Judith Butler helped start an academic boycott war that now is turning against her.
Judith Butler is an intellectual leader of the anti-Israel academic boycott movement.
Butler relentlessly seeks to delegitimize Zionism and Israel in the most crude terms, wrapped in an intellectual blanket.
Butler has no hesitation boycotting Israeli academics under the guise of boycotting academic institutions. As if boycotting Israel universities and programs is not also boycotting the individuals who work at those institutions and participate in those programs.
Butler and other boycotters think they have come up with a reverse neutron bomb — destroying the institutions but not the individuals in the institutions. But they are wrong. They are hurting individuals and the academic community as a whole.
Butler and the academic boycotters are also part of a BDS movement conceived at the anti-Semitic 2001 Durban NGO conference and which at its core is simply the latest in a century of anti-Jewish boycotts directed at Jews and only Jews in the region.
After the American Studies Association anti-Israel boycott, for which Butler actively advocated, there is something of a counter-boycott growing.
Butler is a subject of that growing movement, recently withdrawing from a Jewish Museum event after protests at her invitation.
That’s one of the problems with academic boycotts — they are easy to start, but hard to contain. If Butler can boycott Israeli academics, then why can’t pro-Israel academics, students and supporters boycott Butler?
The inevitability of a counter-boycott, including legislation, was easily forseeable. That was one of the reasons so many university presidents — over 250 so far — came out against the ASA anti-Israel academic boycott.
Now Butler is complaining that the counter-boycott movement is illegitimate and an affront to academic freedom and free speech, as reported by Inside Higher Ed:
Noted scholars Judith Butler and Rashid Khalidi jointly wrote a statement, signed by about 150 other academics and artists, condemning the intimidation and censorship of individuals who support the boycott, divestment and sanctions (BDS) movement against Israel.
“Whether one is for or against Boycott, Divestment and Sanctions (BDS) as a means to change the current situation in Palestine-Israel, it is important to recognize that boycotts are internationally affirmed and constitutionally protected forms of political expression,” the Butler-Khalidi statement reads. “As non-violent instruments to effect political change, boycotts cannot be outlawed without trampling on a constitutionally protected right to political speech. Those who support boycotts ought not to become subject to retaliation, surveillance, or censorship when they choose to express their political viewpoint, no matter how offensive that may be to those who disagree.”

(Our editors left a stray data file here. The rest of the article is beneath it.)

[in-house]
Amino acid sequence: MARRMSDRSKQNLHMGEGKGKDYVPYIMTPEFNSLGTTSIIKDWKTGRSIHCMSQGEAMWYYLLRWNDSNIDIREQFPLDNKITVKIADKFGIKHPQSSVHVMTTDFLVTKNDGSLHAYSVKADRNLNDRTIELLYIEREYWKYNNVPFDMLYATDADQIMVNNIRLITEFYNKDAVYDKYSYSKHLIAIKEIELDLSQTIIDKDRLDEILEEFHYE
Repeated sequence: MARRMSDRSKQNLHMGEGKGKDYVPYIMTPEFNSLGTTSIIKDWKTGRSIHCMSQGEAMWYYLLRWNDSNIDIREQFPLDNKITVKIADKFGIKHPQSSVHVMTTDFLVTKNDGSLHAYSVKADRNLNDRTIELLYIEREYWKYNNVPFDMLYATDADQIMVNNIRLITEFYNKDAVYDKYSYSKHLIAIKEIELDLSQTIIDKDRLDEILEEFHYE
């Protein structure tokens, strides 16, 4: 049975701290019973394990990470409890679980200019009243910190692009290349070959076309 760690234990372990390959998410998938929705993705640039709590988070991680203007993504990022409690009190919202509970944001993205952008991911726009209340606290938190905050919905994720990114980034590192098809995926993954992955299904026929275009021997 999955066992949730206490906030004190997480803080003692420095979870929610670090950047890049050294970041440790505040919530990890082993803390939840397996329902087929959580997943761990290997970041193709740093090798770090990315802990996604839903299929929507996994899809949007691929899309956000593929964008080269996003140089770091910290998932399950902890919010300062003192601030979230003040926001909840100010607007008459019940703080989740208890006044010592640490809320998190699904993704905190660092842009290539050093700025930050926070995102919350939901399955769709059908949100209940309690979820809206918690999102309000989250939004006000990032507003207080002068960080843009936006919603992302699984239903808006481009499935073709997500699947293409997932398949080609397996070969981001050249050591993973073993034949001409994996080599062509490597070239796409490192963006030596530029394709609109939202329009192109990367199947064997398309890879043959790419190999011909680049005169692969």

The statement continues: “We are now witnessing accelerating efforts to curtail speech, to exercise censorship, and to carry out retaliatory action against individuals on the basis of their political views or associations, notably support for BDS. We ask cultural and educational institutions to have the courage and the principle to stand for, and safeguard, the very principles of free expression and the free exchange of ideas that make those institutions possible….”
Sorry Butler, if academic boycotts are legitimate forms of speech and expression, then so too are academic counter-boycotts. You can’t have it both ways.
Butler has no standing to complain. She started the academic boycott war, and now it’s not going the way she hoped.
I remain against academic boycotts, but I have no sympathy for and will not jump to the defense of those who started the war the rest of us tried to prevent.
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